A Buoyant Market for Ethics
Financial Times, March 12, 2001
For those who fought "the battle of Seattle", and the various other battles that have become routine whenever the World Trade Organisation, the World Bank, or the World Economic Forum meet, transnational corporations are clearly the bad guys.
Mining and oil companies make deals with developing world dictators, paying them off so they can exploit the natural resources that should belong to all the people of the country. Multinational manufacturers shift their factories around the world to take advantage of the cheapest labour, the weakest pollution standards, the biggest pool of child labour.
Thus the best-known brands become targets. McDonald's restaurants are regularly damaged by demonstrators claiming the fast-food franchiser uses non-union labour to serve, in environmentally unfriendly packaging, unhealthy food made from the body parts of cruelly abused animals. Nike is condemned for the conditions under which workers in poor countries make its products.
The list extends to Monsanto, producer of what its critics call "Frankenfoods"; Shell, accused of complicity in the death of the activist and writer Ken Saro Wiwa in Nigeria; and the pharmaceutical companies, seen as protecting profits at the cost of allowing millions of people infected with HIV in poor countries to die.
But things are changing. Today, if I want to buy a pair of sneakers made in factories that have been independently monitored for adequacy of wages - relative to the general level of wages in the country concerned - where workers get annual leave and sick leave, and where there are codes against sexual harassment and verbal and physical abuse, I will probably do better to buy Nike sneakers made in Indonesia than to purchase a no-name brand.
Shell, with BP Amoco, has left an industry alliance that cast doubt on the seriousness of climate change and has joined the Business Environmental Leadership Council, a group committed to pushing for reductions in carbon dioxide emissions. Monsanto backed away from producing "terminator seeds" that would have made it impossible for poor farmers to save seeds from their harvest to plant next year's crop and has called for global standards on genetically modified grains and seeds.
Last August, McDonald's announced it would require egg suppliers to give their hens 50 per cent more space than the industry average, and would not allow them to "force moult" their birds - a common practice that involves starving hens for up to two weeks to make them more productive.
Finally, the pharmaceutical companies have offered discounted drugs to combat HIV infection in some of the world's poorest nations - although they are still going to court against a South African law that would allow the South African government to import cheap generic anti-Aids drugs.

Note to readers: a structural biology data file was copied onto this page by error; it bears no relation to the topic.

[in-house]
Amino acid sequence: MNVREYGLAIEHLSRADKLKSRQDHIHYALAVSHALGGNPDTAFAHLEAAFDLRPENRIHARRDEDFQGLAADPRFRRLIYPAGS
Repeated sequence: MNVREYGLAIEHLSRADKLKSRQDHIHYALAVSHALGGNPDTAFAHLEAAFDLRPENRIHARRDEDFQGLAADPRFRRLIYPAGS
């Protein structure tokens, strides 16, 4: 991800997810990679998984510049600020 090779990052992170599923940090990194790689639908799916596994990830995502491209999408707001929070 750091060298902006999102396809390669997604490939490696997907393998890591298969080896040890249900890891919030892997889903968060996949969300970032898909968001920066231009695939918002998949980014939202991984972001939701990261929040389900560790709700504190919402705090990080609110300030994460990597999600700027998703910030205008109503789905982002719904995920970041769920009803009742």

Some critics would say this is all only clever public relations. But some of the changes are real. There seems little doubt that Indonesian workers at Nike factories will be better off as a result of standards the company has adopted. The pioneering step taken by McDonald's will reduce the suffering of millions of hens and is the first time any big client of the US egg industry has done anything for hen welfare. The voices of oil corporations in favour of reducing greenhouse gases make it impossible for conservatives to dismiss concerns about climate change as a left-wing conspiracy.
What is going on? At the very moment when free-market ideology holds virtually unchallenged sway, ethics are making an impact. But introducing ethics to corporate decision-making should not be seen as antithetical to free market ideology. Rather, it shows just how flexible an instrument of consumer preference - the market - can be. As Anita Roddick showed years ago with the Body Shop, the market can be used not only by capitalists seeking to maximise productivity but also by consumers with ethical commitments.
The icons of consumerism are also the most vulnerable to bad publicity. They value their image, and want to be seen as good global citizens. To keep them up to the mark may take an enormous amount of energy and vigilance from countless non-government organisations, but the struggle is not in vain.
It remains to be seen whether pharmaceutical corporations are going to be able to swim against the current and continue to put difficulties in the way of the South African government doing everything possible to ameliorate the terrible loss of life that the African Aids epidemic threatens. Merck has at least offered to sell two of its medicines at a lower cost than their generic substitutes.
My guess is that other drug companies will find that, in the long run, they are not going to do themselves good by being complicit in what is beyond doubt another holocaust, even if not one caused by murderous intent.